I have been thinking lately about the contract between readers and writers – if such a thing exists – and the ways in which it is upheld by different writers and readers, whether it is clear cut, whether it is sacrosanct, whether it can be broken and what happens when it is.
Behind the scenes there are those who accuse me of violating some unspoken contract with my readers. In my previous post for instance. I began with a few general thoughts on the nature of the term autobiographical and its contrast with the confessional. Then I launched into an example of the autobiographical, first with my experience of going to confession as a child, and my struggle to understand the nature of sin. Then I outlined what some might consider a traumatic experience that I wound up taking to confession.
My adult self looks back and sees the incident as potentially traumatic but my memory of the event is one of bemusement. It is tricky because I cannot remember the events from my childhood as accurately as I might like. I have written about these experiences before and never once have I felt satisfied with my writing. Somehow the telling of this story defies me.
Could this be one reason why it slipped into my previous post the way it did last week, unbidden? I had not intended to include it in the post when I first began my argument about autobiography and confession.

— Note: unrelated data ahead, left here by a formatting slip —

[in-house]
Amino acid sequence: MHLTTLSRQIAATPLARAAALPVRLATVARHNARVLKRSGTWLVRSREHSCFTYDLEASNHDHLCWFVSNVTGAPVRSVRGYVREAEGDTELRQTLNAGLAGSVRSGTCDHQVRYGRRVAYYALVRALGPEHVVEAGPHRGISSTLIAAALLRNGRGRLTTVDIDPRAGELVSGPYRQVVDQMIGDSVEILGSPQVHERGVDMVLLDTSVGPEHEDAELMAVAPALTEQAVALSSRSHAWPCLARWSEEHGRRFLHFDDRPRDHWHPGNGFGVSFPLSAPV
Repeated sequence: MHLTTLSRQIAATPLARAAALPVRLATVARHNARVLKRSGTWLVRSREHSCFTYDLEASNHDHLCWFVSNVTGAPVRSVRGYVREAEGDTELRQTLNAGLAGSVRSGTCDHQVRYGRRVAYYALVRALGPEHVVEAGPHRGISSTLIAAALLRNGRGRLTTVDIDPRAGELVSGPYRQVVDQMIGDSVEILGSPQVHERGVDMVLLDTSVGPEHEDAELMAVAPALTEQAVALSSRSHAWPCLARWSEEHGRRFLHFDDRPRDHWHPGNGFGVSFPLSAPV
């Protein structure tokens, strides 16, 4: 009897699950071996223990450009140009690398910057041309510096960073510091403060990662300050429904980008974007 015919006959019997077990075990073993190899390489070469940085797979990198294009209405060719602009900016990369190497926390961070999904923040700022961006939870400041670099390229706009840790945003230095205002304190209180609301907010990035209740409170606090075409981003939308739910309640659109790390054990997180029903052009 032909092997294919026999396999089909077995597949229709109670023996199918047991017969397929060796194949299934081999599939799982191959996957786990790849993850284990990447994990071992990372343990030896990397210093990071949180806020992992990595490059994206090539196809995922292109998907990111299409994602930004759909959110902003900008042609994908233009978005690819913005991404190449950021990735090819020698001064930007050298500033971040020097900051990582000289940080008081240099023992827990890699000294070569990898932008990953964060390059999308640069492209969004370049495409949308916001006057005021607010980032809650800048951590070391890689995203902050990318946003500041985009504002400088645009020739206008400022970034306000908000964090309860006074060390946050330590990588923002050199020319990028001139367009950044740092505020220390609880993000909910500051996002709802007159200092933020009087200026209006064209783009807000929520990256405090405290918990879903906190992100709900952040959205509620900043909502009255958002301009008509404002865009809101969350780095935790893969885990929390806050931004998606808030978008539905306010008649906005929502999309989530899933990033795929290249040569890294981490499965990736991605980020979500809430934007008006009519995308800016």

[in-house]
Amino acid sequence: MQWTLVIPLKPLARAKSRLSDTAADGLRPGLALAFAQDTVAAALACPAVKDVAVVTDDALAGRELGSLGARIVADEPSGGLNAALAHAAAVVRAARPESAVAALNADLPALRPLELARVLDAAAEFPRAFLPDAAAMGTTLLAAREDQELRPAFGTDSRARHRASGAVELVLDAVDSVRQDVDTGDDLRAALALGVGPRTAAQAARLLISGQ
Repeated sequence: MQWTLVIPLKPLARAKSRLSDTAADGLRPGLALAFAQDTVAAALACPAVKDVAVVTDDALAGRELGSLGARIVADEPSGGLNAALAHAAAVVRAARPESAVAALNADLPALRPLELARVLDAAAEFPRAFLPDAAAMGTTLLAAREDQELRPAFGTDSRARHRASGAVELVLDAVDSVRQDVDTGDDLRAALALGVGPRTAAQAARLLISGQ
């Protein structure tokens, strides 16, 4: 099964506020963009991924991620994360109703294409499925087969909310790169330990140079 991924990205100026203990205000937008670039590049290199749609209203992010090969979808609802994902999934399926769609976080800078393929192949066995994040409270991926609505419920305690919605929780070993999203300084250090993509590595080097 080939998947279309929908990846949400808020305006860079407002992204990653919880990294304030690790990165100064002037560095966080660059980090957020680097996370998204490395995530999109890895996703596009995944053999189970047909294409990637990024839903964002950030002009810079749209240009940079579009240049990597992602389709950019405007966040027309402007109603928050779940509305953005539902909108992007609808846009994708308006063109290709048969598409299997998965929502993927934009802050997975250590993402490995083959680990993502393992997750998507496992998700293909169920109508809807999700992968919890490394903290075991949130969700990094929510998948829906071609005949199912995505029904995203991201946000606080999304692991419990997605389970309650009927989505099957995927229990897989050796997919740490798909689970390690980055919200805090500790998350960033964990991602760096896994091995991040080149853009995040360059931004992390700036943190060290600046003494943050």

It popped into my mind as I wrote, in the way thoughts often do. I did not plan for it. It lodged itself there and it seems to me that it had a right to be there as it had insisted itself upon me.
Then I wrote the post. I edited for typos and grammar before finally posting it on line. I had thought about it over the course of the afternoon on the day in which I wrote it and then I posted it.
Is this wrong? Should I have sat with it longer? Should I have left out the disturbing vignette. If I had sat with it longer would certain of my readers then not be offended as I understand some have been, that I have perhaps breached the writer’s contract with my reader, that I have foisted an experience onto them into their minds that they did not invite, and that they did not welcome?
Philippe LeJeune wrote about the autobiographical pact years ago. He argued that in autobiography the writer whose name appears on the cover of the book must be the same person whose life is described in the text and that the account of the life so described must be basically truthful.
There have been countless examples wherein writers have played around with this notion before and since. Some have led to significant reprisals for the author. But the autobiographical pact so called is no longer held to be gospel.
Fiction writers also enter unspoken pacts with their readers. This might in some ways account for the obsession we have in seeking to classify a book’s genre before it hits the bookshelves. This desire to identify genre may not simply be in order to place the book into its correct category in the library and book shop, it may be because people in the main like to have some degree of confidence in what they imagine they will encounter along the way.